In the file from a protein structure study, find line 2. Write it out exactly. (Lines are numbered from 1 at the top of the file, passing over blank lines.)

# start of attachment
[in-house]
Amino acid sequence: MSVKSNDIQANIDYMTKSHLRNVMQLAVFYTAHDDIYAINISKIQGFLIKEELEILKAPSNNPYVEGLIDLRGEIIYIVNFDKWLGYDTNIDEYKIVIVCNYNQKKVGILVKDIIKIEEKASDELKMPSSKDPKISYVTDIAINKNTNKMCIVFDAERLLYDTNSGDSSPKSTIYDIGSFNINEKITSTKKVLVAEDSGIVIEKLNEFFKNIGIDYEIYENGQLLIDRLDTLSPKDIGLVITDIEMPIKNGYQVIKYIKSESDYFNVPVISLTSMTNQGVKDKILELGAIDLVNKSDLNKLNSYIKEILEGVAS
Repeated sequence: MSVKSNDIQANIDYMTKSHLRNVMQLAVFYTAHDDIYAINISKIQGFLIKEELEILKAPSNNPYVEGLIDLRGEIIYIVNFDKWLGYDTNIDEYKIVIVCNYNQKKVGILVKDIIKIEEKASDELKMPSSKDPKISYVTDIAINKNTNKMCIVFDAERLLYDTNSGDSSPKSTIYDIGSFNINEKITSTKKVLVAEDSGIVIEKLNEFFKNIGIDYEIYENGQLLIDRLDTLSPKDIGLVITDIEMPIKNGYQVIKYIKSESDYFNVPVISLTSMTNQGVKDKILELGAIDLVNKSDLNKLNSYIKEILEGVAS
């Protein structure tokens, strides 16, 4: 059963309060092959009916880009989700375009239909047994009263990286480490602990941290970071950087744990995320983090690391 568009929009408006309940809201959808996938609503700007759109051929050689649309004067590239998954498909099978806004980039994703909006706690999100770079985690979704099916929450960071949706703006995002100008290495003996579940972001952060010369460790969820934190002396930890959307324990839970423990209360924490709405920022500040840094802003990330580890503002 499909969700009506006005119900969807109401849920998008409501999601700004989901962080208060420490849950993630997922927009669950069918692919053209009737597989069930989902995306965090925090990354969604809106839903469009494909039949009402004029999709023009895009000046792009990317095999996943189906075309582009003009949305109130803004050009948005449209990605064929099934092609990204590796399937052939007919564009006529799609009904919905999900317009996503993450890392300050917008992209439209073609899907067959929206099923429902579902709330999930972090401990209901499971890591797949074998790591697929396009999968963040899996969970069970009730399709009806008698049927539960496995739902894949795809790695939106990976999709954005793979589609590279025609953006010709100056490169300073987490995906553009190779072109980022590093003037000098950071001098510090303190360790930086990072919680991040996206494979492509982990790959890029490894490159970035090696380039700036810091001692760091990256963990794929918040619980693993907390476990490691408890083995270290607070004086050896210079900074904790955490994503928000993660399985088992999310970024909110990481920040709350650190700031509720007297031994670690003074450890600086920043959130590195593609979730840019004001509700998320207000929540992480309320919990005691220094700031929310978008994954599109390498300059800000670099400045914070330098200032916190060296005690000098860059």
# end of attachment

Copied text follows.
Amino acid sequence: MSVKSNDIQANIDYMTKSHLRNVMQLAVFYTAHDDIYAINISKIQGFLIKEELEILKAPSNNPYVEGLIDLRGEIIYIVNFDKWLGYDTNIDEYKIVIVCNYNQKKVGILVKDIIKIEEKASDELKMPSSKDPKISYVTDIAINKNTNKMCIVFDAERLLYDTNSGDSSPKSTIYDIGSFNINEKITSTKKVLVAEDSGIVIEKLNEFFKNIGIDYEIYENGQLLIDRLDTLSPKDIGLVITDIEMPIKNGYQVIKYIKSESDYFNVPVISLTSMTNQGVKDKILELGAIDLVNKSDLNKLNSYIKEILEGVAS